Home Health News CDC investigating pre-packaged salad as possible cause of E. coli outbreak in 8 states – FOX 11 Los Angeles

CDC investigating pre-packaged salad as possible cause of E. coli outbreak in 8 states – FOX 11 Los Angeles

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The Centers for Disease Control and Prevention published an investigation notice Wednesday regarding an E. coli outbreak involving 17 people across eight states. 

While no deaths have been reported, the CDC said a specific strain of E. coli O157 has hospitalized seven people so far amid 17 reported cases of infection.

Infections have been reported in California, Washington, Idaho, Montana, Arizona, Colorado, Wisconsin and Maryland. A map of reported cases was released by the CDC along with a timeline of infections. 

While the exact cause of the infections in all eight states and the connection between the cases remains unclear, the Maryland Department of Health said patients experienced symptoms after eating Ready Pac Bistro Bowl Chicken Caesar Salad purchased from various Sam’s Club locations in the state.

The CDC said further laboratory testing is currently underway to see if the cases in Maryland are linked to the greater outbreak, as people who have been infected in other states have not reported eating the same Ready Pac salad. 

FILE – Number of Gram-negative Escherichia coli bacteria of the strain O157:H7, revealed in the 6836x magnified scanning electron microscopic.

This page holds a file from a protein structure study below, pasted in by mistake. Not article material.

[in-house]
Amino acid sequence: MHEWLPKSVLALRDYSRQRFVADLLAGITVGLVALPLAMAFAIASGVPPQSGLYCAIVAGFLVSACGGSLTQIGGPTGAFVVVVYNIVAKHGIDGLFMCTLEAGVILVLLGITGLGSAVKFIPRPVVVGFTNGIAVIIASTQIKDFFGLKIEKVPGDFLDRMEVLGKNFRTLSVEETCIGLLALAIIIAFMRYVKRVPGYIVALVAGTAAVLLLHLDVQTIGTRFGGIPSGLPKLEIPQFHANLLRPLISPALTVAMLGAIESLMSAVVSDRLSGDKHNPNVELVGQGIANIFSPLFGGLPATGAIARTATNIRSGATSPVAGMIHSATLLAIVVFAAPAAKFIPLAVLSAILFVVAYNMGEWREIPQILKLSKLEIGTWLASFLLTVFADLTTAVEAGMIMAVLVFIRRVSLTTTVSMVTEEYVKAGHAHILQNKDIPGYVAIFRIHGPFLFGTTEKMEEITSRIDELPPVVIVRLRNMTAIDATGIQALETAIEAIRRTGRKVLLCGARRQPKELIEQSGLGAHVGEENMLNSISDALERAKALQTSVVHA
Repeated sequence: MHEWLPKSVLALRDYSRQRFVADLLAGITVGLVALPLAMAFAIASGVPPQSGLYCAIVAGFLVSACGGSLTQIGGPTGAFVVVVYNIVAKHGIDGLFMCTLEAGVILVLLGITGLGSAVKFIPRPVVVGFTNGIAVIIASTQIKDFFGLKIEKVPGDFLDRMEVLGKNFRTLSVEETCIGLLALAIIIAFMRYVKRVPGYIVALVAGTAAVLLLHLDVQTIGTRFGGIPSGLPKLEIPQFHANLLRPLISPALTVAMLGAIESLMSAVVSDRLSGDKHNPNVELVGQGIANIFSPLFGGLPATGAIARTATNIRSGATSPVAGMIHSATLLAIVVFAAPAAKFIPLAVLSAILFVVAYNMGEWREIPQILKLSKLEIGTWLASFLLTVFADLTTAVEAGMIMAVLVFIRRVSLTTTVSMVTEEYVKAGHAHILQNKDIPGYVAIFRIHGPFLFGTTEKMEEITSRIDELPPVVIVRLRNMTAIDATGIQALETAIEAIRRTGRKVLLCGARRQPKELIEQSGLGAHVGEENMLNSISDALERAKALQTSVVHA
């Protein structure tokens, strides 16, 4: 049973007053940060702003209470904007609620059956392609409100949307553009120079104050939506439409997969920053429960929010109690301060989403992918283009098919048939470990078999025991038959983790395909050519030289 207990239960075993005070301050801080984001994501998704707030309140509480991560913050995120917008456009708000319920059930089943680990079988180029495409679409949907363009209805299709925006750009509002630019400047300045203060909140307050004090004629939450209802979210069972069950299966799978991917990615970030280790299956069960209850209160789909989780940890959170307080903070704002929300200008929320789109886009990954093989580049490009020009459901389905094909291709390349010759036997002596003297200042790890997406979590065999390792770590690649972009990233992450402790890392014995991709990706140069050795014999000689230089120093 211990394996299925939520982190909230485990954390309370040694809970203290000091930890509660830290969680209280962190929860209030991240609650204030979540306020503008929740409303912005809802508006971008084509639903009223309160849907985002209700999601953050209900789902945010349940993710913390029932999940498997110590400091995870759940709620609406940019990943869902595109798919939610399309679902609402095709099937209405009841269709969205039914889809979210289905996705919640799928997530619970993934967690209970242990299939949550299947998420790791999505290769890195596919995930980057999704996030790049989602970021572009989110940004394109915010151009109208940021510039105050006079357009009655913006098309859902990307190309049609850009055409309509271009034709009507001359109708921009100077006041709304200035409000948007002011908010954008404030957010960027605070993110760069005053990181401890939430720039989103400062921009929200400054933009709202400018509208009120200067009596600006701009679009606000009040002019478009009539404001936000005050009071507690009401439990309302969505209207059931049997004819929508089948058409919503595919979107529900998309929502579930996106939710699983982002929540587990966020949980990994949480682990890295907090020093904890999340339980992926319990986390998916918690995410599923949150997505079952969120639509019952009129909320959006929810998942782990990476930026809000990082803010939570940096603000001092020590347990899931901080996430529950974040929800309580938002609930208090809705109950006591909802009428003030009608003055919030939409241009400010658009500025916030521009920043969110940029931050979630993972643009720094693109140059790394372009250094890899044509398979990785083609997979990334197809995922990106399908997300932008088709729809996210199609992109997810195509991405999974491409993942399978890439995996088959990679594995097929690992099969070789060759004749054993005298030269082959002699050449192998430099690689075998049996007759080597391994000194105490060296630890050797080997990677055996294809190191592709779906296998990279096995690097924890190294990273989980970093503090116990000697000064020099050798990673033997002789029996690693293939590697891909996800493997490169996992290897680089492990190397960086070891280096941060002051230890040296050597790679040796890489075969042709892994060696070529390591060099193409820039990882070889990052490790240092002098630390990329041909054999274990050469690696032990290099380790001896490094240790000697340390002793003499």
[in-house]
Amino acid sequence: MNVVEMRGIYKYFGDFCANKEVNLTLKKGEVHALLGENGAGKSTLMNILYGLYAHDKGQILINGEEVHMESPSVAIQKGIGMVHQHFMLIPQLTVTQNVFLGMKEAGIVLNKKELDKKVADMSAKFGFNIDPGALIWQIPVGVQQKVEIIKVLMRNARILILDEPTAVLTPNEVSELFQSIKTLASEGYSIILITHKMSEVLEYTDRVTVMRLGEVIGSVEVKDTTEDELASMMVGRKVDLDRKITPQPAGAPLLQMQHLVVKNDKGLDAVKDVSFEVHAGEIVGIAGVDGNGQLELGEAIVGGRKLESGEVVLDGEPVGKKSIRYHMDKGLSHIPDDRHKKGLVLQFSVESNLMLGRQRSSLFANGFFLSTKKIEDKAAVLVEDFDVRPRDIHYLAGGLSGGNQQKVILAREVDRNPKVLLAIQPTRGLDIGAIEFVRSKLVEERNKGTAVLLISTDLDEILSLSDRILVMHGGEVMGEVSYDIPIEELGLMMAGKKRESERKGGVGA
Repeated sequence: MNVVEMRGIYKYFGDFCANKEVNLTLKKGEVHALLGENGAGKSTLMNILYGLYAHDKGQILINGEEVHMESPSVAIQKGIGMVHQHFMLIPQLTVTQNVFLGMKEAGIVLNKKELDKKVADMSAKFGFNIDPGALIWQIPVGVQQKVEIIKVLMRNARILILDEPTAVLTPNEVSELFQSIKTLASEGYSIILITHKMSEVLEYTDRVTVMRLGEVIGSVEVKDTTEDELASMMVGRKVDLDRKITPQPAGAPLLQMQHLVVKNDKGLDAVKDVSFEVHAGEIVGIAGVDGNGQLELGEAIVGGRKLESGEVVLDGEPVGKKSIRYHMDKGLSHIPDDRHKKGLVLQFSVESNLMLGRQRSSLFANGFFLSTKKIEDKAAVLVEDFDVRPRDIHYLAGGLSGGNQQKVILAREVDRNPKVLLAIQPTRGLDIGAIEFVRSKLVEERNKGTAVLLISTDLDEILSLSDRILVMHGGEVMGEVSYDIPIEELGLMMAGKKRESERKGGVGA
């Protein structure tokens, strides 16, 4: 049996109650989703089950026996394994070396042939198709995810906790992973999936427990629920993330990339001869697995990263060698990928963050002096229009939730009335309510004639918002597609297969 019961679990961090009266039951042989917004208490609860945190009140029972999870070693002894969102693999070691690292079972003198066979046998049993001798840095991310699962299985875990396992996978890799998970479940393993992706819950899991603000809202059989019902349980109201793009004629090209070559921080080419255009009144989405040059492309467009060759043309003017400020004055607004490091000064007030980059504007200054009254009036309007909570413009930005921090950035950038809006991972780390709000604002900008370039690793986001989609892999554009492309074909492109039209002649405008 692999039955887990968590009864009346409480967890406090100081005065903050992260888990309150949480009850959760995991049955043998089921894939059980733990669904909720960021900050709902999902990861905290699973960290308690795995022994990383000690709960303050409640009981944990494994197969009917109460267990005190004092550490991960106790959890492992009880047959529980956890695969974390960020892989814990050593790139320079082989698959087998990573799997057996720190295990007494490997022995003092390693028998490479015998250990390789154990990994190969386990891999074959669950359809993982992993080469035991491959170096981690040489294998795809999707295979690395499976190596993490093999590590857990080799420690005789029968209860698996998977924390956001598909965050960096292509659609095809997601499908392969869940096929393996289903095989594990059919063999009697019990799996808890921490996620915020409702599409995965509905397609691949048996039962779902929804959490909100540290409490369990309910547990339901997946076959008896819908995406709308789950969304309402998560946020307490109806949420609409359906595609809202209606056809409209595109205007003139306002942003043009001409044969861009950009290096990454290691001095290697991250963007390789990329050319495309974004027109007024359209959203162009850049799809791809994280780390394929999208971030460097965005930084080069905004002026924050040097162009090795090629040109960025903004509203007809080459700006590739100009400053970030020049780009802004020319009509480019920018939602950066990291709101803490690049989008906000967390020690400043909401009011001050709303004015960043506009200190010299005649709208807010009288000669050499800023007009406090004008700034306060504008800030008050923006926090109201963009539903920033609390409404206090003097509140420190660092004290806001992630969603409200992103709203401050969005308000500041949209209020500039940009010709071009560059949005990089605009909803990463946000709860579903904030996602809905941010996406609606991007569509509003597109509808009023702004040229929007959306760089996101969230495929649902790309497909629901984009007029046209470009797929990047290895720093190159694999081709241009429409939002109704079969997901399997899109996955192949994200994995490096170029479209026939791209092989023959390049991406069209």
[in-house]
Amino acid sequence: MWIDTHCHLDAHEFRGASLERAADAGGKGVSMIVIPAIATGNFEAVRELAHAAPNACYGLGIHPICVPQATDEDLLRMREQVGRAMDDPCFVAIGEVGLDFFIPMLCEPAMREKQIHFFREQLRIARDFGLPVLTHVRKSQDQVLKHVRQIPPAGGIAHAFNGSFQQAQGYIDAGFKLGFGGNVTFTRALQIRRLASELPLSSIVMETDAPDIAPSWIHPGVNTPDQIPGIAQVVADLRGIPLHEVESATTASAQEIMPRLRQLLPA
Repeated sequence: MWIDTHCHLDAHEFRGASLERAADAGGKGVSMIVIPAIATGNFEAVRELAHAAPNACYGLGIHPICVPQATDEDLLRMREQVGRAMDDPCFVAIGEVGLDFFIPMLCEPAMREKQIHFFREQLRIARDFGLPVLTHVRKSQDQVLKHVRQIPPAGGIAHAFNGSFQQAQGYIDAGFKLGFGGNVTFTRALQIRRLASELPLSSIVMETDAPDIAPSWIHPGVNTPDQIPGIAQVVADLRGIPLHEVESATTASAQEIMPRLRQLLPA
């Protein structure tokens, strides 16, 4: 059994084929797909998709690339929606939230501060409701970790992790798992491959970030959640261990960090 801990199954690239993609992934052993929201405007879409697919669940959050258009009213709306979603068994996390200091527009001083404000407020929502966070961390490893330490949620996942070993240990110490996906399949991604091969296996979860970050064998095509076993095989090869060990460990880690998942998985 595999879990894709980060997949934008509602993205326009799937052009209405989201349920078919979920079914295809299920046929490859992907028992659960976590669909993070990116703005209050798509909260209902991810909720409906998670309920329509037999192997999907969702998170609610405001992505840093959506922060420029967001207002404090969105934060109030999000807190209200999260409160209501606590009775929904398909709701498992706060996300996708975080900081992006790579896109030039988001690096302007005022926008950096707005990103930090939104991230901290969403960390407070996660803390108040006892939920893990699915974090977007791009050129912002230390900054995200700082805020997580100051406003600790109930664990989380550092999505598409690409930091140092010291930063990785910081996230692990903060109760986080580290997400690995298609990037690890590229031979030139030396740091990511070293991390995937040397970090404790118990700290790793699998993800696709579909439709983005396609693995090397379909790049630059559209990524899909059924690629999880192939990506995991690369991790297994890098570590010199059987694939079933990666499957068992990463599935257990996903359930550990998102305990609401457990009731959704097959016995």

Regardless, the organization is urging people not to eat or sell Ready Pac Foods Bistro Chicken Caesar Salad with a “Best By” date of Oct. 31, 2019. 

Ready Pac is urging consumers to abide by any use-by dates and said that they are currently not taking any recall action. 

“The products identified are already significantly past their use-by dates and will no longer be on store shelves,” said the company in a statement. 

Symptoms of E. coli infection typically appear at least three days after exposure and include severe stomach cramps, diarrhea and vomiting. 

The CDC said that the investigation is ongoing. More information is needed to determine the source of contamination and if “additional products are linked to illness.”

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